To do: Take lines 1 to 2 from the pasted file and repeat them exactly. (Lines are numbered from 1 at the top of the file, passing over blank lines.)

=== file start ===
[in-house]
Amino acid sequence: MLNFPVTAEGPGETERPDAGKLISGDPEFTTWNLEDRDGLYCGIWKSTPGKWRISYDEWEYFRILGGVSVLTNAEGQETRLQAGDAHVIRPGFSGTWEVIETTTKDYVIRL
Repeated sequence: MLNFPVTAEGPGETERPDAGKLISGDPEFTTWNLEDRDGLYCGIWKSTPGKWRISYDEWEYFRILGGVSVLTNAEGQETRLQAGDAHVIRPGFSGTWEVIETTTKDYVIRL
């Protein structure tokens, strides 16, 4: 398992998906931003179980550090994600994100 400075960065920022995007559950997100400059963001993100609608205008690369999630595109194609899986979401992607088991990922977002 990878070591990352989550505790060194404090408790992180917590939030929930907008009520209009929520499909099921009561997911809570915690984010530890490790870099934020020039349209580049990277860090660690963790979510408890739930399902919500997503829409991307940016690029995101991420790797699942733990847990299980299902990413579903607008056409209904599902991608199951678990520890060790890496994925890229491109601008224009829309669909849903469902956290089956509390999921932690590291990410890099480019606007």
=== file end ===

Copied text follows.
[in-house]
Amino acid sequence: MLNFPVTAEGPGETERPDAGKLISGDPEFTTWNLEDRDGLYCGIWKSTPGKWRISYDEWEYFRILGGVSVLTNAEGQETRLQAGDAHVIRPGFSGTWEVIETTTKDYVIRL